Could the Empty Homes in England Fix the Housing Shortage?
Real Esate Listings, Real Estate Listing Service, Property Investment
There are hundreds of thousands of houses and flats that sit empty in the UK for various reasons. Some might be reusable or appropriated to meet the housing shortage.
According to the UK website EmptyHomes.com, Government data on vacant dwellings show there are 610,000 empty homes in England. More than 200,000 of those have been vacant for more than six months. This information is derived from local authority Council Tax base data as of October 2014.
So does that suggest there is ample accommodation for the estimated 1 million UK households waiting to find a home to buy or rent?
The housing charity Shelter - which counts 279,000 long-term privately owned empty homes in England - calls it “a real waste of housing when there are so many homeless families looking for somewhere to live.”
To a certain degree it makes sense to use what’s already there. But note how Shelter also advocates for the building of new homes. This is because many of those empty homes are not located where people need and want to live. Indeed, many are second homes largely used for holidays. The organisation has no quarrel with either housing associations constructing modern, energy-efficient homes or private investors such as real asset fund managers who turn raw land into new neighbourhoods for middle- and upper-income residents.
The more homes in total, the less homelessness overall. According to a January 2015 report in the Mirror, there are almost 61,000 homeless households in the UK as of September 2014.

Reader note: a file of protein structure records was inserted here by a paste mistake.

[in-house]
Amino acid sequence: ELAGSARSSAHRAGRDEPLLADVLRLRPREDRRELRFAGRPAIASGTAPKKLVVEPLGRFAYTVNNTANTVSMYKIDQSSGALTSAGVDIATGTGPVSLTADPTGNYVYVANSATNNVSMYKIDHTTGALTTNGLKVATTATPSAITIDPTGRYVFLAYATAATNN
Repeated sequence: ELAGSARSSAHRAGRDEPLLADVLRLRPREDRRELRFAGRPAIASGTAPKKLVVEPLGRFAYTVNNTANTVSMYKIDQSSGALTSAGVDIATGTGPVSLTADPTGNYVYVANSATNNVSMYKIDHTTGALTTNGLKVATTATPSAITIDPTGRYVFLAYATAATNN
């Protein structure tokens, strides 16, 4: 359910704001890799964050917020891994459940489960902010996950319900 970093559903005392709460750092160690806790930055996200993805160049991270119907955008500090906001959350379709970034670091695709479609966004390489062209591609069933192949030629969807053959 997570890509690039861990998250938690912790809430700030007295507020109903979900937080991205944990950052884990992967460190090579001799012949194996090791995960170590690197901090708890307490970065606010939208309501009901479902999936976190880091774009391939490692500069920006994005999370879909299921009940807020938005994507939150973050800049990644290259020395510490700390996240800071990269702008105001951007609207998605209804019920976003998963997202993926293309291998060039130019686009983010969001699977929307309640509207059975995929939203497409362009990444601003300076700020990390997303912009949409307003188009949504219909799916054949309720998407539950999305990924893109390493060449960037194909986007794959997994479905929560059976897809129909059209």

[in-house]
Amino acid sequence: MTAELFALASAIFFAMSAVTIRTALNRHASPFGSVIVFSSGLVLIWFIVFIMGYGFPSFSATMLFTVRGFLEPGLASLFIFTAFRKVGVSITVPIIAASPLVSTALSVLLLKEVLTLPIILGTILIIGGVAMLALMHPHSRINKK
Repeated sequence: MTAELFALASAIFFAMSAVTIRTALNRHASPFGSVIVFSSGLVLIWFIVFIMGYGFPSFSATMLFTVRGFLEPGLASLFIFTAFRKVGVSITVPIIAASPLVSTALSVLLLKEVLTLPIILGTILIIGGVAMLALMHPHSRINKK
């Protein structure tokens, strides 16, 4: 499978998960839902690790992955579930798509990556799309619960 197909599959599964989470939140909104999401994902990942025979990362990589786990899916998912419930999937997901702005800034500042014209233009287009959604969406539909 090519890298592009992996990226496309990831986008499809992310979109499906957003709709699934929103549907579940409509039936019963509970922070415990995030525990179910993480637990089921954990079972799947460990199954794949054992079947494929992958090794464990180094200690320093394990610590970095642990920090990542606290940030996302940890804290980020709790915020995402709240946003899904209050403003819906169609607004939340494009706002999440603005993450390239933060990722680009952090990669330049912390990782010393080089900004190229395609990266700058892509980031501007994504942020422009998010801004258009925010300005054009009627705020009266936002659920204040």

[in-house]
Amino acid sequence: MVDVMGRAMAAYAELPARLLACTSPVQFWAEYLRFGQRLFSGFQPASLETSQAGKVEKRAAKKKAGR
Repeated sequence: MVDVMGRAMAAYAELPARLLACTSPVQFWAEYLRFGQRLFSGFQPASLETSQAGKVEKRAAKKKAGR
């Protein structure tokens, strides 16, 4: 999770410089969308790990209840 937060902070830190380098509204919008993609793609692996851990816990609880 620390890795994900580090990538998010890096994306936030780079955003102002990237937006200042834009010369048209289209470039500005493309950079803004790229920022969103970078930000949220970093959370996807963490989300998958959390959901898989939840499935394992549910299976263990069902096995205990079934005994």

That said, George Clarke - architect, writer, lecturer and TV presenter on architecture and empty homes shows - makes several key recommendations on how derelict empty homes can add to the country’s useable inventory of residences:
• Treat demolition as the last option; refurbishing and upgrading is always preferred.
• Proper community consultation, done openly and transparently, is required for regeneration programmes.
• That a developer has full planning approval and secures construction financing for new building before demolishing existing structures on the site.
• Use a “mixed and balanced” urban design scheme to preserve salvageable existing properties in combination with new builds.
• Local authorities might promote and encourage homesteading, cooperatives and “sweat equity” schemes for procurement of empty homes for use.
• Where properties decanted for renewal are then left empty for a half-year or longer, they should be offered for temporary accommodation in a safe and habitable state.
The need to establish sufficient housing exists at all strata. The homeless need homes. Working people want to form households and yet rents and purchasing prices are beyond reach, particularly in London. Even the moderately well off cannot afford to live in Central London because year upon year of double digit price increases have sent the costs of residences above £2 million in many instances.
Government-sponsored lending programmes such as Help to Buy are having an impact, as is private investment in new communities by property fund managers. Homebuilders have consequently responded in 2014 and 2015 by increasing output. But given the rate of population increase in the UK and the demand it creates, the housing inventory needs to expand by a broad variety of methods.
Private investment in real estate is critical to the landscape. But individuals who look to real estate for asset appreciation should do so only after consulting an independent financial advisor. Various methods come with a broad range of risk.
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